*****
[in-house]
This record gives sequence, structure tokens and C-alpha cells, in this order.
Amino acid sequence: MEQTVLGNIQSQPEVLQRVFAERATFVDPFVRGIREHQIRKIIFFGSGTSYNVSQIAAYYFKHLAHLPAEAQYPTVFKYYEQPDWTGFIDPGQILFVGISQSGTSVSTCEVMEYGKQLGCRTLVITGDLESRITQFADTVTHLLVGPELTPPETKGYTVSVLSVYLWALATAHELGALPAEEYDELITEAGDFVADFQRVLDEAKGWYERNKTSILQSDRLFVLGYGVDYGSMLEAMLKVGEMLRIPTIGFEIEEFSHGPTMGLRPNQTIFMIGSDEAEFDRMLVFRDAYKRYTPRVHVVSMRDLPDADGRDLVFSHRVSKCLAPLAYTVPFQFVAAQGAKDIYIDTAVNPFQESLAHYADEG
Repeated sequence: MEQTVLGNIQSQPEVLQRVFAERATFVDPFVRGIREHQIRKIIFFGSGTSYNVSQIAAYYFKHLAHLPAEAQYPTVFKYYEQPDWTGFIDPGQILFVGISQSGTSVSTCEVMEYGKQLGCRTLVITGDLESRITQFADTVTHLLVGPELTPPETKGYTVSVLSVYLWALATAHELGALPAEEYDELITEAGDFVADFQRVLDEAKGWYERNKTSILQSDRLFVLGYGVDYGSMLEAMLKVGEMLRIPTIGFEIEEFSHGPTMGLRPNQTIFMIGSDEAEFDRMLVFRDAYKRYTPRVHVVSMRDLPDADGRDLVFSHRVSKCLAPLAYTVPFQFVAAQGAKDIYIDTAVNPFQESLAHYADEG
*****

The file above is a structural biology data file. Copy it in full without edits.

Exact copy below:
[in-house]
This record gives sequence, structure tokens and C-alpha cells, in this order.
Amino acid sequence: MEQTVLGNIQSQPEVLQRVFAERATFVDPFVRGIREHQIRKIIFFGSGTSYNVSQIAAYYFKHLAHLPAEAQYPTVFKYYEQPDWTGFIDPGQILFVGISQSGTSVSTCEVMEYGKQLGCRTLVITGDLESRITQFADTVTHLLVGPELTPPETKGYTVSVLSVYLWALATAHELGALPAEEYDELITEAGDFVADFQRVLDEAKGWYERNKTSILQSDRLFVLGYGVDYGSMLEAMLKVGEMLRIPTIGFEIEEFSHGPTMGLRPNQTIFMIGSDEAEFDRMLVFRDAYKRYTPRVHVVSMRDLPDADGRDLVFSHRVSKCLAPLAYTVPFQFVAAQGAKDIYIDTAVNPFQESLAHYADEG
Repeated sequence: MEQTVLGNIQSQPEVLQRVFAERATFVDPFVRGIREHQIRKIIFFGSGTSYNVSQIAAYYFKHLAHLPAEAQYPTVFKYYEQPDWTGFIDPGQILFVGISQSGTSVSTCEVMEYGKQLGCRTLVITGDLESRITQFADTVTHLLVGPELTPPETKGYTVSVLSVYLWALATAHELGALPAEEYDELITEAGDFVADFQRVLDEAKGWYERNKTSILQSDRLFVLGYGVDYGSMLEAMLKVGEMLRIPTIGFEIEEFSHGPTMGLRPNQTIFMIGSDEAEFDRMLVFRDAYKRYTPRVHVVSMRDLPDADGRDLVFSHRVSKCLAPLAYTVPFQFVAAQGAKDIYIDTAVNPFQESLAHYADEG